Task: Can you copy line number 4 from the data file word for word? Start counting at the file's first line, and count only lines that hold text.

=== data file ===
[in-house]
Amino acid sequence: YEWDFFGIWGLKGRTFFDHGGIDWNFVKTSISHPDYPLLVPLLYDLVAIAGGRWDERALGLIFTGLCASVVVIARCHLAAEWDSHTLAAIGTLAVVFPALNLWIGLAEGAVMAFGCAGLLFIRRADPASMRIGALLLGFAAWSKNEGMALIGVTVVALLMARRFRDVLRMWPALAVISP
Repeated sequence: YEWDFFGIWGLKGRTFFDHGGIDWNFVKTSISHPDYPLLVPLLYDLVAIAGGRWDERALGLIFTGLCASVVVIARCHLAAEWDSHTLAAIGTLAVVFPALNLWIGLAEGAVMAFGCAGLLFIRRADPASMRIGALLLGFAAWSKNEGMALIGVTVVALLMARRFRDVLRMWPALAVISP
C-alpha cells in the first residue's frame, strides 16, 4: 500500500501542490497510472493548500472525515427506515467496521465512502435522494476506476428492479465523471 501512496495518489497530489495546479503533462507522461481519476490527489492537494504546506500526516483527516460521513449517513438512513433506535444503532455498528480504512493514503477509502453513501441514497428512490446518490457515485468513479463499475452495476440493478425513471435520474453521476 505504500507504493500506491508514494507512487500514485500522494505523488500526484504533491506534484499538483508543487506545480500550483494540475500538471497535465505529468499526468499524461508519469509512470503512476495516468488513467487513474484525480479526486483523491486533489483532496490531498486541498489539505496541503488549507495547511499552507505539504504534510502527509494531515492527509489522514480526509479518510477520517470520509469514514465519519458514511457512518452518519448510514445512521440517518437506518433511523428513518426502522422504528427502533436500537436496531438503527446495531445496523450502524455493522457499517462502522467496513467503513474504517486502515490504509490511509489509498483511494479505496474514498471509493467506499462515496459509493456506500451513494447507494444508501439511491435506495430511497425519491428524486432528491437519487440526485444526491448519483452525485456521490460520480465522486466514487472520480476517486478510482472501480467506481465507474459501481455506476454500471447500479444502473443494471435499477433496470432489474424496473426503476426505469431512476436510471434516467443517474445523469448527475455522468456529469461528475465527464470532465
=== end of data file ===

C-alpha cells in the first residue's frame, strides 16, 4: 500500500501542490497510472493548500472525515427506515467496521465512502435522494476506476428492479465523471 501512496495518489497530489495546479503533462507522461481519476490527489492537494504546506500526516483527516460521513449517513438512513433506535444503532455498528480504512493514503477509502453513501441514497428512490446518490457515485468513479463499475452495476440493478425513471435520474453521476 505504500507504493500506491508514494507512487500514485500522494505523488500526484504533491506534484499538483508543487506545480500550483494540475500538471497535465505529468499526468499524461508519469509512470503512476495516468488513467487513474484525480479526486483523491486533489483532496490531498486541498489539505496541503488549507495547511499552507505539504504534510502527509494531515492527509489522514480526509479518510477520517470520509469514514465519519458514511457512518452518519448510514445512521440517518437506518433511523428513518426502522422504528427502533436500537436496531438503527446495531445496523450502524455493522457499517462502522467496513467503513474504517486502515490504509490511509489509498483511494479505496474514498471509493467506499462515496459509493456506500451513494447507494444508501439511491435506495430511497425519491428524486432528491437519487440526485444526491448519483452525485456521490460520480465522486466514487472520480476517486478510482472501480467506481465507474459501481455506476454500471447500479444502473443494471435499477433496470432489474424496473426503476426505469431512476436510471434516467443517474445523469448527475455522468456529469461528475465527464470532465